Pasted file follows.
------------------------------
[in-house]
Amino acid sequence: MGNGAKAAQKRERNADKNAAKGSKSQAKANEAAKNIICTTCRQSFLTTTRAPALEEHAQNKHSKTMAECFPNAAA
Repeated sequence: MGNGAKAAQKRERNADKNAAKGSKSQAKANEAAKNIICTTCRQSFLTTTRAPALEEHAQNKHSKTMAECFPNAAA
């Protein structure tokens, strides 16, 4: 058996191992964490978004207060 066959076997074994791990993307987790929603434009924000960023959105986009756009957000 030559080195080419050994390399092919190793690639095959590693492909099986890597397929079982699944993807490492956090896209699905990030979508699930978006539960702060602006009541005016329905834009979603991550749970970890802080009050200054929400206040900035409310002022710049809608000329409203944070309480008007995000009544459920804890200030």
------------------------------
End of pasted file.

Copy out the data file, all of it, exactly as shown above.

[in-house]
Amino acid sequence: MGNGAKAAQKRERNADKNAAKGSKSQAKANEAAKNIICTTCRQSFLTTTRAPALEEHAQNKHSKTMAECFPNAAA
Repeated sequence: MGNGAKAAQKRERNADKNAAKGSKSQAKANEAAKNIICTTCRQSFLTTTRAPALEEHAQNKHSKTMAECFPNAAA
């Protein structure tokens, strides 16, 4: 058996191992964490978004207060 066959076997074994791990993307987790929603434009924000960023959105986009756009957000 030559080195080419050994390399092919190793690639095959590693492909099986890597397929079982699944993807490492956090896209699905990030979508699930978006539960702060602006009541005016329905834009979603991550749970970890802080009050200054929400206040900035409310002022710049809608000329409203944070309480008007995000009544459920804890200030």